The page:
US Health Care System Wasting Money On Overtreatment

Armen Hareyan's picture

Several decades ago,medical researcher Jack Wennberg studied health care services in Vermont and found that"Vermonters who lived in towns with more aggressive care weren'thealthier," but rather they "were just getting more healthcare," columnist David Leonhardt writes in the New York Times. Wennberg's results have held truein studies conducted at the national level, and they offer "the key tohealth reform -- how to spend less on health care while not making thepopulation any less healthy," according to Leonhardt.


He writes that Wennberg's story "forms the backbone of 'Overtreated,' byShannon Brownlee," a senior fellow at the New America Foundation. Leonhardt says Brownlee's work ishis "choice for the economics book of the year." He continues thathealth care spending "simply can't continue to rise at its currentpace," adding, "Fortunately -- if that's the right word -- there isan obvious candidate for cost-cutting: all that care that brings no healthbenefit." In her book, Brownlee "lays out an agenda for reform thatis usually confined to academic journals," Leonhardt says, adding,"It includes some steps that should be widely popular, like giving doctorsincentives to explain the risks and benefits of procedures more clearly thanthey do now."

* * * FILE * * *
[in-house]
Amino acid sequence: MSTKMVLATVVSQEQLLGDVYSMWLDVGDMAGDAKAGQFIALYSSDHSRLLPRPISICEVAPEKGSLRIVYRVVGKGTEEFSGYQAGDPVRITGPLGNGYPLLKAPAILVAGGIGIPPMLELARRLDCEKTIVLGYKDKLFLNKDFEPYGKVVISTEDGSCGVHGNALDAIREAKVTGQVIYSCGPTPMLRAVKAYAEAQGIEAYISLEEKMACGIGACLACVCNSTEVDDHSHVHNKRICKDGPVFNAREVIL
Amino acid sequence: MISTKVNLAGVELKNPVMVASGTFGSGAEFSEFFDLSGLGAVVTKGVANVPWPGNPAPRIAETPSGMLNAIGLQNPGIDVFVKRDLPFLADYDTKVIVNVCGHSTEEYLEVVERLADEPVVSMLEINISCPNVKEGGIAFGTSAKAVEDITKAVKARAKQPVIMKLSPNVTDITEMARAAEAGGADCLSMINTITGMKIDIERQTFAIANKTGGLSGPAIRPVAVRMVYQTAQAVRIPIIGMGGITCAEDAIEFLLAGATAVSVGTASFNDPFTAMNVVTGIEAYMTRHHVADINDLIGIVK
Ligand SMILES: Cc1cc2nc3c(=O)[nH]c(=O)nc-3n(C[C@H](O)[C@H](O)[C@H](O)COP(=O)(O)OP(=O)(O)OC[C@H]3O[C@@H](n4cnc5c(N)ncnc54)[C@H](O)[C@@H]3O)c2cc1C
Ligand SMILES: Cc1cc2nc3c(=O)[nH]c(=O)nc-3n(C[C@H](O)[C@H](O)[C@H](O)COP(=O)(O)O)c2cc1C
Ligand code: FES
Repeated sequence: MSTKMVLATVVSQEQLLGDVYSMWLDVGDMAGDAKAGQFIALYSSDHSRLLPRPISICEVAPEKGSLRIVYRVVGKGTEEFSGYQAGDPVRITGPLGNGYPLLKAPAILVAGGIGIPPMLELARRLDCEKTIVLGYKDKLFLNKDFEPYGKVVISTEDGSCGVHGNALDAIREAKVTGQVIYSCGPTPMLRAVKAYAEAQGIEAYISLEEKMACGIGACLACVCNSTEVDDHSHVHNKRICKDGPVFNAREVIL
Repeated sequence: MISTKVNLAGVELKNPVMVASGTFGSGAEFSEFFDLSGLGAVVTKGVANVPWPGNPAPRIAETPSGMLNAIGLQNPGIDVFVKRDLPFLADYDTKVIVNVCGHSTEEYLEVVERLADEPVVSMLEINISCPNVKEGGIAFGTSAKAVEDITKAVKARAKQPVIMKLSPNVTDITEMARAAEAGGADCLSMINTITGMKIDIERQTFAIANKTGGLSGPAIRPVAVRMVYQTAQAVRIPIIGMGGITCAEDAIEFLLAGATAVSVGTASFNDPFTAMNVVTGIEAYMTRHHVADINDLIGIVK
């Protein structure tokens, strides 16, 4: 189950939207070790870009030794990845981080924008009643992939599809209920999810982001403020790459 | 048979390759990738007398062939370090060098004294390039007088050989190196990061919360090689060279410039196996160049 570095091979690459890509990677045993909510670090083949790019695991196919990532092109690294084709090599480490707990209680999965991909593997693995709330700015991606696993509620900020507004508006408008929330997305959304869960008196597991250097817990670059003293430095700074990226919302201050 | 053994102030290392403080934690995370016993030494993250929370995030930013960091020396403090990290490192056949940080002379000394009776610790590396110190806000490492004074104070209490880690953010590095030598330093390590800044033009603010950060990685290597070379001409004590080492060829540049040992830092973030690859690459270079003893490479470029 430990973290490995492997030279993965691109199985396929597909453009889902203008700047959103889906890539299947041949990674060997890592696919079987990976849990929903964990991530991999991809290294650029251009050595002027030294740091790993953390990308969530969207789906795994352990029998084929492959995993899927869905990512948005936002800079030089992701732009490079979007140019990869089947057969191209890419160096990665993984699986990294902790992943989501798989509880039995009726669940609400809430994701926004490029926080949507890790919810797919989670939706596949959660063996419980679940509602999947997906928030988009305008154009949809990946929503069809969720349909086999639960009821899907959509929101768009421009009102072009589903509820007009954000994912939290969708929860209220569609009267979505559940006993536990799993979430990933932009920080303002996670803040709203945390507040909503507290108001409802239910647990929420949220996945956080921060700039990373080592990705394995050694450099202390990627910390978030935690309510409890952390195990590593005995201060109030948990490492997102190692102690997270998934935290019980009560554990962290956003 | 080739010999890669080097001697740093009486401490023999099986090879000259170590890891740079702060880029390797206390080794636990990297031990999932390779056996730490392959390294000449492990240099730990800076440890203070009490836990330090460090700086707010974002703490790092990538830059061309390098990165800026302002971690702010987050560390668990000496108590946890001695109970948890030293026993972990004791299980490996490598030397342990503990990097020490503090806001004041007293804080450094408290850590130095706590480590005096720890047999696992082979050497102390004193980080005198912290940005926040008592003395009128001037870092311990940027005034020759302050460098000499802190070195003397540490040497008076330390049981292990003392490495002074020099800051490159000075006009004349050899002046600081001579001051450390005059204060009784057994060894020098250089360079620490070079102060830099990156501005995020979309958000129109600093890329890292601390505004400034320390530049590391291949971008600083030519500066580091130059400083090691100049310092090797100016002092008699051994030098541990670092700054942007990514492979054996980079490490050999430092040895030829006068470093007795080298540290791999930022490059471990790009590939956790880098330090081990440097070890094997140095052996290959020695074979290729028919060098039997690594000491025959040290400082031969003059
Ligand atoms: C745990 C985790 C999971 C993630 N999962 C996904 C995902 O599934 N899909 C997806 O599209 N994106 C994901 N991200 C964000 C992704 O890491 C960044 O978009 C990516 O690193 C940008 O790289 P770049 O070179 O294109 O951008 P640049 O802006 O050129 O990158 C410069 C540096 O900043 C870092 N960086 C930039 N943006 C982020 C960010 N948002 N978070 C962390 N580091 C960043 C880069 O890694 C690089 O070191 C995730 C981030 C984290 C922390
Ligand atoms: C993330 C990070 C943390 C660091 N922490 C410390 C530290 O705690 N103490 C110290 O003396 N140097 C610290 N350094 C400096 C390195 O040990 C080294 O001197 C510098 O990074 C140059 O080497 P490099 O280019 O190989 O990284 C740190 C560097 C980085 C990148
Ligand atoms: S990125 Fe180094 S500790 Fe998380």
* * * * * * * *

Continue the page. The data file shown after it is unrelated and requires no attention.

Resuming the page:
He continues, "Other solutions would be more difficult," but"models for reform are out there." Leonhardt notes that since"the 1950s, doctors have made incredible progress against diseases thatwere once inevitably fatal" and that such progress "is probably thefinest human achievement of the last half century." Leonhardt concludes,"If we weren't wasting so much money on overtreatment, it would be a loteasier to repeat the achievement over the next half century" (Leonhardt, New York Times, 12/19).

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